Berata Ashrama, a local writer, educator and Manager of Bali Travel News recently wrote an op-ed piece for the Bali Post on leadership issues surrounding Bali tourism. What follows is our free translation of those comments in balidiscovery.com's continuing efforts to provide insights into local views and news related to Bali tourism.* * * *
One of most crucial current problems confronting Bali is tourism destination management. This problem is crucial but at the same time laughable due to the fact that while Bali gives great voice to the principle of "cultural tourism" (Hindu) as it stands within a province sharing a single eco-system within its 5,632.86 square kilometers; the reality is that Bali operates with 10 separate and diverse "managers" spread across 9 regencies/municipalities, each reflecting the poorly coordinated and very oversized egos involved. This is very different from our neighbors in Malaysia, Thailand and Singapore – countries that manage their destinations under the banners of MTB, TTB and STB.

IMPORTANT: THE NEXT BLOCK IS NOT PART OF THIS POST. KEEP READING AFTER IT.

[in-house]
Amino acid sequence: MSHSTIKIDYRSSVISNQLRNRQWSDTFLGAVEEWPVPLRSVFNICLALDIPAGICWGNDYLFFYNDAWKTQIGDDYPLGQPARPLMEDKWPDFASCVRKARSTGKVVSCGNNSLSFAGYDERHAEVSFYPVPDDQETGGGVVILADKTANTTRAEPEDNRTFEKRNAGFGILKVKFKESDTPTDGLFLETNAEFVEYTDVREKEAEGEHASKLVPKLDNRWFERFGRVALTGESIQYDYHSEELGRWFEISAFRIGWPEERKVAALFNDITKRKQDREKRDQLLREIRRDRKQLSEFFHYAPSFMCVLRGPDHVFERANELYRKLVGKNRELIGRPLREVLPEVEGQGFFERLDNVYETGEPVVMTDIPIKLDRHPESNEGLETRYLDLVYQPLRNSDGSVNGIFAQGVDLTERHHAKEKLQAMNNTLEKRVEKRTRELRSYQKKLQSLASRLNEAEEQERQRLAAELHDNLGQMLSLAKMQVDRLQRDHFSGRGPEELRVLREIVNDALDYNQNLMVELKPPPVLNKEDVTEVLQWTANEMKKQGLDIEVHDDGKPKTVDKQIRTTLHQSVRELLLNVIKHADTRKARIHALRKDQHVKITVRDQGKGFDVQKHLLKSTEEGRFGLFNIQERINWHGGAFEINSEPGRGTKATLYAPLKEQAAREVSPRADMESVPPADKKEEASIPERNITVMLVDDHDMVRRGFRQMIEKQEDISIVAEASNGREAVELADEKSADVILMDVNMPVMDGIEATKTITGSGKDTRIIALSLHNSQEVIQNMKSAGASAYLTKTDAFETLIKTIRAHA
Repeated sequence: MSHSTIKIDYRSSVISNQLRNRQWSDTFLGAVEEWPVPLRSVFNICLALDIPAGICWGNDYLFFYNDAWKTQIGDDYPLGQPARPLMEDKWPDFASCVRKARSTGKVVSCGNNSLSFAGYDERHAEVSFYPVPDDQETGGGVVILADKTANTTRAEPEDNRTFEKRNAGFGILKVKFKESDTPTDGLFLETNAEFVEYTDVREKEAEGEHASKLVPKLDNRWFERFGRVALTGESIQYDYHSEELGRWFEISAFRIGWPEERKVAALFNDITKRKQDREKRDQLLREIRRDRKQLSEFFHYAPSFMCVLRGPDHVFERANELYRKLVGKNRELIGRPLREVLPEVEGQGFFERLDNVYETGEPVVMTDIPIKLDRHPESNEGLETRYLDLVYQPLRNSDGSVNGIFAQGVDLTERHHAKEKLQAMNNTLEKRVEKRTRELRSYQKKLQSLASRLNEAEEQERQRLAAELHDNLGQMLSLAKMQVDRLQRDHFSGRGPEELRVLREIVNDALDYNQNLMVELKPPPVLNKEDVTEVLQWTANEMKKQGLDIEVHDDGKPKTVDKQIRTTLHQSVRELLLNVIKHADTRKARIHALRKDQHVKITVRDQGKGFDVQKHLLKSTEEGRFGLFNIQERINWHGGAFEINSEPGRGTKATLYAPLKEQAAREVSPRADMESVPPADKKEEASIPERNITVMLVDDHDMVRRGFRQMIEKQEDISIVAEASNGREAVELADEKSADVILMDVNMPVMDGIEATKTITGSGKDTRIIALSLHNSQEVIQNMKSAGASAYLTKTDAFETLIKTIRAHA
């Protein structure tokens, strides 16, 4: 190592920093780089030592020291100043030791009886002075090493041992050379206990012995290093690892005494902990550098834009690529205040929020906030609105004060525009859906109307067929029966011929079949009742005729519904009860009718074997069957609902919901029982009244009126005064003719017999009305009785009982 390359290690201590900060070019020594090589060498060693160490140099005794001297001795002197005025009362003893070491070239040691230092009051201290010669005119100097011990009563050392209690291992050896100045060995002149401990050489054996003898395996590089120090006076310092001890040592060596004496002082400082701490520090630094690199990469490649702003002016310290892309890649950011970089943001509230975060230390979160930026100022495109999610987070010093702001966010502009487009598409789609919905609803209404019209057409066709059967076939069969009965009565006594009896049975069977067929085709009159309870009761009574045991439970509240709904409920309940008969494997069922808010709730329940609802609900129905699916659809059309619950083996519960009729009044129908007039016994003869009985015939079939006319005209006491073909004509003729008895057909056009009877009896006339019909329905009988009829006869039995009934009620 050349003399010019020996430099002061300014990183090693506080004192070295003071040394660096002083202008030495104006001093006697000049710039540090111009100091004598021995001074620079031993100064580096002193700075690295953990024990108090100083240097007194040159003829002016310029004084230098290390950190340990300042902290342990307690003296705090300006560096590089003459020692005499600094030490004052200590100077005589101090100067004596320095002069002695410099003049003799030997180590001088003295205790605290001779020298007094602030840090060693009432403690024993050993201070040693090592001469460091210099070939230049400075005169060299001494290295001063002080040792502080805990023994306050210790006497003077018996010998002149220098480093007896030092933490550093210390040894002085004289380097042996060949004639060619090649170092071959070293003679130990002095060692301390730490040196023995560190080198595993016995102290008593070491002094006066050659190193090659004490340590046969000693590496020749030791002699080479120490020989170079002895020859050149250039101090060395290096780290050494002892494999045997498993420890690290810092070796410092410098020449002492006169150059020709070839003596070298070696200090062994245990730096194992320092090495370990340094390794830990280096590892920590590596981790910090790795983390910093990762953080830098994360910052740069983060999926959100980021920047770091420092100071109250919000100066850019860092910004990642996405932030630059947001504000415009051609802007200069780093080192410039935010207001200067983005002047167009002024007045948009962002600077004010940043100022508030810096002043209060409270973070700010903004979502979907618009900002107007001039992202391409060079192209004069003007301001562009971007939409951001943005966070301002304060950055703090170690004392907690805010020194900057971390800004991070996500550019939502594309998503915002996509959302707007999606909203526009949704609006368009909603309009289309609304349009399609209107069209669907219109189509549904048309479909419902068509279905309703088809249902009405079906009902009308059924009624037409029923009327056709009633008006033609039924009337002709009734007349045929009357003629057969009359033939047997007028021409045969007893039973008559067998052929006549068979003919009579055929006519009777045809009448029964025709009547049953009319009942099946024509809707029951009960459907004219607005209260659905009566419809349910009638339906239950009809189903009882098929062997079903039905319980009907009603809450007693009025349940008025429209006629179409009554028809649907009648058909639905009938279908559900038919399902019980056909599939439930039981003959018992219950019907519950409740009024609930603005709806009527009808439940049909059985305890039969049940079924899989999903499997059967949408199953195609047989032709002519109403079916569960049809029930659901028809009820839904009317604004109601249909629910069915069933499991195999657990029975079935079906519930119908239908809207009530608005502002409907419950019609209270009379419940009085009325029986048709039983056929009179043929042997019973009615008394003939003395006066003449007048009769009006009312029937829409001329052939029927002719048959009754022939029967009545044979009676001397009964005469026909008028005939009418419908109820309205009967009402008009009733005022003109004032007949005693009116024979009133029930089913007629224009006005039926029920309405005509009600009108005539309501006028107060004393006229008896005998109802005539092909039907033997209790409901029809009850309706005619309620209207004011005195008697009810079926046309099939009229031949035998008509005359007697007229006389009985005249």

This unfortunate reality is complicated further by a number of vertical institutions – such as Immigration, Angkasa Pura
(airport management) and Garuda Indonesia.
This complicated set of circumstances was made even more so during the recent reformation era which has been characterized by the fanatic exercise of authority and strong ambitions to increase regional tax revenues. At the same time, the understanding of what should constitute the vision of tourism varies greatly among managers. This has created a practical problem in arriving at a common language needed to translate a vision into action. In words, the "managers" are always adamant in proclaiming their commitment to making Bali's tourism industry sustainable. However, such proclamations are little more than lip service. These repeated clichés create the false impression that an actual vision and commitment already exists. In fact, aggressive actions (by these managers) have stained Bali, sacrificed its unique selling proposition and, in the end, made Bali a destination of yesterday